Secrecy Rules for Supreme Court Nominees: 'I felt like a spy'
CNN/Stylemagazine.com Newswire | 3/7/2016, 9:17 a.m.
By Kevin Liptak
CNN White House Producer
WASHINGTON (CNN) -- When Sonia Sotomayor first learned that President Barack Obama was nominating her to the Supreme Court, the White House made an unusual request: instead of flying from New York for the formal ceremony -- and risk being spotted at the airport by journalists or savvy passengers -- the President's aides demanded she drive to Washington instead.
The middle-of-the-night trip in torrential rain ended with Sotomayor and her assistant hopelessly lost in the darkened Virginia suburbs. But it did preserve the secrecy that presidents dating back decades have insisted on during the high court nomination process.
Confidentiality is again a top priority as the famously leak-averse Obama delves into the backgrounds and records of potential nominees. Little is known officially about who is on the so-called shortlist, or whether one even exists. The only visual clue to Obama's process: a thick black binder, spotted under the President's arm as he returned home to his residence two weekends ago.
Sources have told CNN that a slate of federal judges is being vetted by the FBI, including Sri Srinivasan, Merrick Garland and Jane Kelly. But no potential nominees have yet been spotted coming and going from the White House, and they likely never will. To evade the press, Obama will use a secret process that has been used for years and has become an extension of the Supreme Court's own opaque world.
"He'll be working with a group of people who he's already been familiarized with," said David Axelrod, a CNN contributor and Obama's former senior adviser. "He'll probably call them all in for discussions, which you won't see. They'll use the back door and not the front door. And then he'll make a decision rather quickly."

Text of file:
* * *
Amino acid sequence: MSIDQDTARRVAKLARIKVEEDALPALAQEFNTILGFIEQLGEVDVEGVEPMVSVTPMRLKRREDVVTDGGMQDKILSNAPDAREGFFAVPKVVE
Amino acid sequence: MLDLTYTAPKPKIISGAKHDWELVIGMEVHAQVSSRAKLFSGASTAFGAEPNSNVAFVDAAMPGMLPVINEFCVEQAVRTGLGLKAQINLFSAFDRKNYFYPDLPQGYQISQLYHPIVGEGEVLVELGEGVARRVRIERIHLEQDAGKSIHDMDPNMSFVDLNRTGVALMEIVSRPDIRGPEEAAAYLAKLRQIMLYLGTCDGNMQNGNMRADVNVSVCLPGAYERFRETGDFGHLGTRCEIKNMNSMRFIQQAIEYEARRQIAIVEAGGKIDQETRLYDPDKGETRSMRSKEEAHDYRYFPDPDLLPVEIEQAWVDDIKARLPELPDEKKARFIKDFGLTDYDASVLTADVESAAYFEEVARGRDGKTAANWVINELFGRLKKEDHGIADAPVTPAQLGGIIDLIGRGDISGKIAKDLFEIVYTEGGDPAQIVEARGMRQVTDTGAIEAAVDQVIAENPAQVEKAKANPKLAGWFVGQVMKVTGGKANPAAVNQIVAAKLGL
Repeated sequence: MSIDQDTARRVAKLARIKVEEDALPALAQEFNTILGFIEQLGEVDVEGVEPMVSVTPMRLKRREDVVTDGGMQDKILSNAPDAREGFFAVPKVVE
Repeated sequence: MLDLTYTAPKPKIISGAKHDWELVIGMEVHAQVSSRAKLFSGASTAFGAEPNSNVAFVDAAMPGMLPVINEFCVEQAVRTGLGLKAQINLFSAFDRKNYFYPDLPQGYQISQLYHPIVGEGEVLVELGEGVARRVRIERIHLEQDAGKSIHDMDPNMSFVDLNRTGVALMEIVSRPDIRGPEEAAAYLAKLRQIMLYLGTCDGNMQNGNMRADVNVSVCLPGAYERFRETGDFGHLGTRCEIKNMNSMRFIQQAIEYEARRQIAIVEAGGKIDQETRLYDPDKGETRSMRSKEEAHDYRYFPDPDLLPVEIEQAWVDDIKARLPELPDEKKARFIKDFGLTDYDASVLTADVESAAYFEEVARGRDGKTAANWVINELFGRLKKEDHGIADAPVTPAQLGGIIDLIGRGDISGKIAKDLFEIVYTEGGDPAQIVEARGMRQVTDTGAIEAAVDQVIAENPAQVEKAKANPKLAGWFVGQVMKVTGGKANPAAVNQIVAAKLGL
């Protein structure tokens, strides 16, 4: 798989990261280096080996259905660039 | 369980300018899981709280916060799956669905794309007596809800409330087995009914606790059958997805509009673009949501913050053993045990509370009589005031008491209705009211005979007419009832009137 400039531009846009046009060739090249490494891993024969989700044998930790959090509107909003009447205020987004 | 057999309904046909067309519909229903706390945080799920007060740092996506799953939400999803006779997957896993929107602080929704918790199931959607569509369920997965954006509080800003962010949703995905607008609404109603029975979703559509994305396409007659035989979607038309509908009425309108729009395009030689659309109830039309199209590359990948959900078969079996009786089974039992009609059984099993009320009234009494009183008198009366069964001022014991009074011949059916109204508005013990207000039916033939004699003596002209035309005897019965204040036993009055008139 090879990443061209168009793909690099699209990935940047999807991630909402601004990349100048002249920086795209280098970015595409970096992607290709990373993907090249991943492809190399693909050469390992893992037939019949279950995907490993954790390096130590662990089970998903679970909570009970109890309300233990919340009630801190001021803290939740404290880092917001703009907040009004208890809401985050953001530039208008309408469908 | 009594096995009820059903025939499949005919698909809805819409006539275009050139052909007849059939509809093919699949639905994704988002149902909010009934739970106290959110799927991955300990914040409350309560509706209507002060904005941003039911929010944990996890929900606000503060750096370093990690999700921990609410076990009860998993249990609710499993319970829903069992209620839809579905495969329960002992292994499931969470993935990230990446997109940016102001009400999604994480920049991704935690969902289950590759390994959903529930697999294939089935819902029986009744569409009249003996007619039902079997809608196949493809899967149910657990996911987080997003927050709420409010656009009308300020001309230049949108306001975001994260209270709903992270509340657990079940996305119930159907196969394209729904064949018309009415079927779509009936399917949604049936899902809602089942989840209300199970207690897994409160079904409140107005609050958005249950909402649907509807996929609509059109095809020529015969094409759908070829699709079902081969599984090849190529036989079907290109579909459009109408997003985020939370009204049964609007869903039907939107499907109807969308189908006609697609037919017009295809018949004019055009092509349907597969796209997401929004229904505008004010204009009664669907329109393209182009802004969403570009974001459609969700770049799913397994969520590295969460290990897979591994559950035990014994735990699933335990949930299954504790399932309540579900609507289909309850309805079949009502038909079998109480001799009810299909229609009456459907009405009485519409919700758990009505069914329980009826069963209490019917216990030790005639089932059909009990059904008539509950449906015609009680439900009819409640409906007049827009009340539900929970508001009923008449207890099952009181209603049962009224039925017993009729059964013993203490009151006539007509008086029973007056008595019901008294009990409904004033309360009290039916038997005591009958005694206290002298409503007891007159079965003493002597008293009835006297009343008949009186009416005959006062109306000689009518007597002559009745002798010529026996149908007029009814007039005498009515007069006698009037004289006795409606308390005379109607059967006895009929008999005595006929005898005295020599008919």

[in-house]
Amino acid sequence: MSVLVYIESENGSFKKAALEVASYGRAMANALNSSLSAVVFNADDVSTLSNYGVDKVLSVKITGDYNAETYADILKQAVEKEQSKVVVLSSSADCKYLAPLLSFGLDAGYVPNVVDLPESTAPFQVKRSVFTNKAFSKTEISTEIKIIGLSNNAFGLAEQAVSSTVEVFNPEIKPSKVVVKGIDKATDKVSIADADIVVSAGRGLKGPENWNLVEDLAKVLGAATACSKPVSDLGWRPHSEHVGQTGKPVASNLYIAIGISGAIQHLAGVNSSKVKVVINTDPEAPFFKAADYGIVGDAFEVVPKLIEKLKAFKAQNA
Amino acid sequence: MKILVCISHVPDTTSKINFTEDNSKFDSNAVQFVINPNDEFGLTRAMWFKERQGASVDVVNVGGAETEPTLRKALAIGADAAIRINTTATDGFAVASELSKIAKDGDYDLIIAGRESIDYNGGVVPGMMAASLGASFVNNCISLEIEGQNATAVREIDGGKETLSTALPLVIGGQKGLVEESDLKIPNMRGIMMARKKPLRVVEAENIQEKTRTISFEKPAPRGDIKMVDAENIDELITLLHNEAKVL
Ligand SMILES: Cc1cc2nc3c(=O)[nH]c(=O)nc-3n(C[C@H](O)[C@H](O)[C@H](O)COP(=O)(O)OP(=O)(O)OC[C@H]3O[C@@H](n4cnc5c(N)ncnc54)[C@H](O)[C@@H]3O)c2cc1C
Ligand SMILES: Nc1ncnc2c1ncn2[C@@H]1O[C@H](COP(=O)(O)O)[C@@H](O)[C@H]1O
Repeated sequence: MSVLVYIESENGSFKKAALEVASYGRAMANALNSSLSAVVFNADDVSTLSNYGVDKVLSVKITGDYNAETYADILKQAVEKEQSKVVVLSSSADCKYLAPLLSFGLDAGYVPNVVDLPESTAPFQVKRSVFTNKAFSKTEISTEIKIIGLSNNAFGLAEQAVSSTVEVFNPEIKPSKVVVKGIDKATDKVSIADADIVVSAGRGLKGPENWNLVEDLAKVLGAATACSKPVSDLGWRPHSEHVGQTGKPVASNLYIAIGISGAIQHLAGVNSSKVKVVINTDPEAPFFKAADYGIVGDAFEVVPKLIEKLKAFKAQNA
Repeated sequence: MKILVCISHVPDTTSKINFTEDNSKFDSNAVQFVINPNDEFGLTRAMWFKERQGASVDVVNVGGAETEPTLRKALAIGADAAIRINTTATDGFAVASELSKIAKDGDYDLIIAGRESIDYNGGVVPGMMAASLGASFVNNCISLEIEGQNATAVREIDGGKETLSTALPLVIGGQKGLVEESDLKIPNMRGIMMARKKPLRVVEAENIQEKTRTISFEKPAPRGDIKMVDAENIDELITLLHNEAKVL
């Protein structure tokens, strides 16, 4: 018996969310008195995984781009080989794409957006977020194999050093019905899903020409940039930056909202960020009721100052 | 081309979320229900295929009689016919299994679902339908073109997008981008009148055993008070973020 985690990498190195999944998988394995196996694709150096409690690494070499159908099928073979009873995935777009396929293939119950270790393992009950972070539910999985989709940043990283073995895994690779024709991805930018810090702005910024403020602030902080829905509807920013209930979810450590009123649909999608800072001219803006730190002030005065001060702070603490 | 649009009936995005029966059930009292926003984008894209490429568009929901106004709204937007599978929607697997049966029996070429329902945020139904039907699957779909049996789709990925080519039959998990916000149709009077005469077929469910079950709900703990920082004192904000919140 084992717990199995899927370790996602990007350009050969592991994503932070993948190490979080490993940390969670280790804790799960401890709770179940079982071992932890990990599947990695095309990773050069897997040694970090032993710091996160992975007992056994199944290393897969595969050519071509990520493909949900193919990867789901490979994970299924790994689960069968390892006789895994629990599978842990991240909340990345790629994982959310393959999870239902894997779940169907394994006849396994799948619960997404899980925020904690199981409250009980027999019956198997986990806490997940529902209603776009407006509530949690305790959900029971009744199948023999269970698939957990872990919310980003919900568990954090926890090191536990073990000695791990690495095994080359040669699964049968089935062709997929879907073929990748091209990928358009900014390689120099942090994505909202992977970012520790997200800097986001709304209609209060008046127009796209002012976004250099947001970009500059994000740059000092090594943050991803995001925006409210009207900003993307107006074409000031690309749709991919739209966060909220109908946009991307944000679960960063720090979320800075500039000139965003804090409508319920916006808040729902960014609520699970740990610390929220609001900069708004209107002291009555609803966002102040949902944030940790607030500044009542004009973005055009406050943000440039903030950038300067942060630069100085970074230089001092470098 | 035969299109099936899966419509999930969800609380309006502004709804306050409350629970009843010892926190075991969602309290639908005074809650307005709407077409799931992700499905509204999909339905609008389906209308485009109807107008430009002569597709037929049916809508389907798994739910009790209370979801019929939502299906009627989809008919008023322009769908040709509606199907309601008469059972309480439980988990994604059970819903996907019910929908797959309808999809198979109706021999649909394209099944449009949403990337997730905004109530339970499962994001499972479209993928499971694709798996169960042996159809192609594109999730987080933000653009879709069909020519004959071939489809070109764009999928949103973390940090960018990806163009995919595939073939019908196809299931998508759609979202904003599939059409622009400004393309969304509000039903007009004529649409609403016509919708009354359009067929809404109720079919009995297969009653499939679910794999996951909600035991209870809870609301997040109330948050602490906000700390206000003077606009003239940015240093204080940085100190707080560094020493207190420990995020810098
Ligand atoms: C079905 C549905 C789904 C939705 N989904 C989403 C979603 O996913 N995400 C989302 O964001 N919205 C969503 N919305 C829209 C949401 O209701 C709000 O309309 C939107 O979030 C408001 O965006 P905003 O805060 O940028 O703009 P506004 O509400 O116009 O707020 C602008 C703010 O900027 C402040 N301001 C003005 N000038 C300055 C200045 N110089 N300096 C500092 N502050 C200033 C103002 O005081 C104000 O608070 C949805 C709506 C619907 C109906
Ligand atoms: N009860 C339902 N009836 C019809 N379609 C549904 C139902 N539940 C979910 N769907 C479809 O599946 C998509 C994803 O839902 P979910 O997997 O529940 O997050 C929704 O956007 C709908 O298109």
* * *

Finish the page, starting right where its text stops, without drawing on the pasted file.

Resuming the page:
A person familiar with the movements of potential nominees said the candidates are usually collected in a car dispatched by the White House Transportation Agency, a military unit, and dropped at a lightly trafficked entrance to the East or West Wing. Once inside, candidates are relegated to a cordoned-off room as they await a meeting with the president.
Samuel Alito, who was nominated in 2005 to replace retiring Justice Sandra Day O'Connor, underwent several pre-interviews with aides to President George W. Bush before being brought before the commander in chief early on a Saturday morning.
"I checked into a hotel downtown. They said I was to go to a particular corner, at a particular time in the morning, and wait for a Chrysler 300 to pull up and flash its headlights a couple of times and I was to get in the car," he recalled in an interview with Weekly Standard editor Bill Kristol last year. "I felt like a spy."
Alito met Bush in the first family's private residence on the second floor of the White House -- an inner enclave that even staffers rarely see.
When President George H.W. Bush was considering Clarence Thomas for a post on the high court, a black sedan with heavily tinted windows met the candidate in an out-of-the-way parking lot in suburban Virginia and shuttled him to a padded, soundproof room at the Department of Justice. Later, as Bush's shortlist was being winnowed down, top administration officials arranged for Thomas to meet the president at the White House -- but only after orchestrating an anonymous entry through a tunnel from the Treasury Department next door.